“On Sunday we’ll be running our first aerial film festival,” says Kim. “Last year was the first time we showed films as part of the festival, and that partly came about because of Covid restrictions, but actually there are a lot of people who have produced film not only inspired by Covid but because that was one of the ways an artistic outlet was happening throughout Covid.
“We’ve had quite a few different submissions for the film festival, and there will be prizes for the different categories.”
The second week of the festival sees Young TILT, aimed at seven to 14-year-olds, where the professional teachers offer classes and workshops for a younger audience – in keeping with the festival’s family-oriented ethos.
After the restrictions on last year’s festival due to the pandemic, Kim is excited to be back to offering an eclectic in-person programme.
“TILT Festival has a really nice family feel, and because of the social distancing and reduction in numbers because of the restrictions last year, it was much quieter than normal so it will be really nice to have so many people back in the space again,” she says.
“During the week we turn our bay outside into a cafe space where we serve food and coffee. It’s a great place to relax, and we put up hammocks so people can come and chill out. It’ll just be really nice to be able to do that again.”
It’s set to be an exceptionally busy summer for Kim and the RoguePlay team. As well as organising her own major festival, Kim was approached to get involved with Birmingham’s Commonwealth Games. As a result, you’ll be able to catch Kim performing to a global television audience during the Games’ opening ceremony.
“All of the circus elements you’ll see in the opening ceremony will be delivered by RoguePlay,” says Kim. “We were approached by the organisers to get involved, and while I can’t say anything about the creative content yet, we’ll be hanging around in lots of different ways!”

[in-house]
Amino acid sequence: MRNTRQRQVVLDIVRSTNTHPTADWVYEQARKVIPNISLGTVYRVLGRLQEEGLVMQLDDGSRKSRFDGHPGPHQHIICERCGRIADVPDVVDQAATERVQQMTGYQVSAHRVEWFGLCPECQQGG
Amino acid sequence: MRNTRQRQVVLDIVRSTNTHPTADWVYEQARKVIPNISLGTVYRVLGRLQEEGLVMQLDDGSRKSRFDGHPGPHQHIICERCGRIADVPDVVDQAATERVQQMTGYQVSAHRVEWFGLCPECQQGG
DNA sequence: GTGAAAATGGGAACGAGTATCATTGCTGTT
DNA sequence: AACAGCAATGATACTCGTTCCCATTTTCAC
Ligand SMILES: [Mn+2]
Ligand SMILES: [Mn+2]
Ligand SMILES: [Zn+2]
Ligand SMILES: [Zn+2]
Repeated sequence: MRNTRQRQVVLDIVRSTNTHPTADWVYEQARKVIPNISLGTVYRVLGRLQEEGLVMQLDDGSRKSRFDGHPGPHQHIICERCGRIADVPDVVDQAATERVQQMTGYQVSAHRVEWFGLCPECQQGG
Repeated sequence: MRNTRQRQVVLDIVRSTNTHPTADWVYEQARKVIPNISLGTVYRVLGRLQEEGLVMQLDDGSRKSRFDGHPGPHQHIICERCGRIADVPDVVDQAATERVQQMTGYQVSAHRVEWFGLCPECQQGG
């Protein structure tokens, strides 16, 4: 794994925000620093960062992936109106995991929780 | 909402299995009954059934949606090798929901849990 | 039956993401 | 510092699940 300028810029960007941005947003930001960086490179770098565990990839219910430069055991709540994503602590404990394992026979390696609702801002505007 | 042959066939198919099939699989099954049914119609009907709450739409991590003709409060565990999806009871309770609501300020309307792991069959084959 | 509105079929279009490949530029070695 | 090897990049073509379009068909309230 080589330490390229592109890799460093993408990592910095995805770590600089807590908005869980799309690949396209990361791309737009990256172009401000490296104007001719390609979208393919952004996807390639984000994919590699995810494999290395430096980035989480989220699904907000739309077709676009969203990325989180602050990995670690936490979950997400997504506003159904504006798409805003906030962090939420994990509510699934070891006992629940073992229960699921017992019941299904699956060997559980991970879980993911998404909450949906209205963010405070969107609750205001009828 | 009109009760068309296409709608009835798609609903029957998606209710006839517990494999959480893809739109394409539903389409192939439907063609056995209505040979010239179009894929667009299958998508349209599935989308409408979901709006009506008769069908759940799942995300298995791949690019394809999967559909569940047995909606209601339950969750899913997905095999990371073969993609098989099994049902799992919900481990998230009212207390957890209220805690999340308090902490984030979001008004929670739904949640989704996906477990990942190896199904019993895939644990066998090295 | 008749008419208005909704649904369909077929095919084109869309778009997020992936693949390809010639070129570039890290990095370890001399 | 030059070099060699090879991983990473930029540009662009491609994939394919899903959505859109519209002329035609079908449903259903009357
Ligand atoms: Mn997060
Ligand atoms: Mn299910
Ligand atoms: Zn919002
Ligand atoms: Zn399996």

The Commonwealth Games have meant that TILT Festival has been pushed back from its usual July slot to August.
“You’ll be able to watch RoguePlay performing at the Games, and then you’ll be able to come along and train with us at TILT,” says Kim.
Kim will also be heading to the prestigious Edinburgh Festival from August 16 to 28 with an intensely personal project which she has been working on for several years.
A solo show, Mother Tree is a highly physical piece combining theatre, aerial silk and spoken word about the ecosystem created behind closed doors, and what the forest can teach us about ourselves.
“It’s about maternal mental health and the journey through motherhood,” says Kim. “The show was originally called Sleepless; I wrote it when my son was quite young and I was very sleep deprived. But then as he grew up and I had another child, I realised there’s more to this motherhood lark than just sleep deprivation!
“There’s an expectation on women to just carry on as you were before, and it might feel like the child is a burden, not necessarily to the parent but in other ways. Like if I take my kids with me to a workshop it feels like I have to excuse it, but actually it needs to become more the norm; this is me, I come with kids.”
Mother Tree finds connection between the amazing cooperation, memory and healing of the oldest trees and our own incredible journey through motherhood.
“It’s a very personal work,” says Kim. “I kept a diary when I was up at all hours feeding my babies, and then as my kids got older, and the show came from that. It’s my personal journey of motherhood, but also universal.”
TILT Festival runs from August 1 to 12 at the West Midlands Circus and Creation Centre, Minerva Works, Fazeley Street, Digbeth, Birmingham, and online at www.tiltfestival.com